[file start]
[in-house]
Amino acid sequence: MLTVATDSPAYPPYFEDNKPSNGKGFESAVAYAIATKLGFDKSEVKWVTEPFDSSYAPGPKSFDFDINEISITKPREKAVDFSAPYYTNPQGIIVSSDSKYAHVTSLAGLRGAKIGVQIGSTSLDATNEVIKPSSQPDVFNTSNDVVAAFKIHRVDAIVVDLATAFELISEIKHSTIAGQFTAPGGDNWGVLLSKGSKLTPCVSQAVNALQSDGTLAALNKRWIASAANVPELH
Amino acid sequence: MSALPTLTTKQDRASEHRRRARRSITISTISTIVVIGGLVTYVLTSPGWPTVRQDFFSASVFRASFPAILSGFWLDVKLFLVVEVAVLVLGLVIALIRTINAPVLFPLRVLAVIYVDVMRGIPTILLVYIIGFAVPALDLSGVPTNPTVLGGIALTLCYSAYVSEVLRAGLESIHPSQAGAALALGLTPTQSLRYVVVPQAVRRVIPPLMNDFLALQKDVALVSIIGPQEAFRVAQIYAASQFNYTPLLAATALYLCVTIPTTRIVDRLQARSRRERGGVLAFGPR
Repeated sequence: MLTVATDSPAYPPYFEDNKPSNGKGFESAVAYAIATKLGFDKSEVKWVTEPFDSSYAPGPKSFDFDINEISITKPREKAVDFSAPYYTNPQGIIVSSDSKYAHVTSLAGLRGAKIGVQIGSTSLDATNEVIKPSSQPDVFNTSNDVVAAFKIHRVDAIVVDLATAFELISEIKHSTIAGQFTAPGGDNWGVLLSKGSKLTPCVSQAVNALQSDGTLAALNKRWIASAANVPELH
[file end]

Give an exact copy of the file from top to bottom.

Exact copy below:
[in-house]
Amino acid sequence: MLTVATDSPAYPPYFEDNKPSNGKGFESAVAYAIATKLGFDKSEVKWVTEPFDSSYAPGPKSFDFDINEISITKPREKAVDFSAPYYTNPQGIIVSSDSKYAHVTSLAGLRGAKIGVQIGSTSLDATNEVIKPSSQPDVFNTSNDVVAAFKIHRVDAIVVDLATAFELISEIKHSTIAGQFTAPGGDNWGVLLSKGSKLTPCVSQAVNALQSDGTLAALNKRWIASAANVPELH
Amino acid sequence: MSALPTLTTKQDRASEHRRRARRSITISTISTIVVIGGLVTYVLTSPGWPTVRQDFFSASVFRASFPAILSGFWLDVKLFLVVEVAVLVLGLVIALIRTINAPVLFPLRVLAVIYVDVMRGIPTILLVYIIGFAVPALDLSGVPTNPTVLGGIALTLCYSAYVSEVLRAGLESIHPSQAGAALALGLTPTQSLRYVVVPQAVRRVIPPLMNDFLALQKDVALVSIIGPQEAFRVAQIYAASQFNYTPLLAATALYLCVTIPTTRIVDRLQARSRRERGGVLAFGPR
Repeated sequence: MLTVATDSPAYPPYFEDNKPSNGKGFESAVAYAIATKLGFDKSEVKWVTEPFDSSYAPGPKSFDFDINEISITKPREKAVDFSAPYYTNPQGIIVSSDSKYAHVTSLAGLRGAKIGVQIGSTSLDATNEVIKPSSQPDVFNTSNDVVAAFKIHRVDAIVVDLATAFELISEIKHSTIAGQFTAPGGDNWGVLLSKGSKLTPCVSQAVNALQSDGTLAALNKRWIASAANVPELH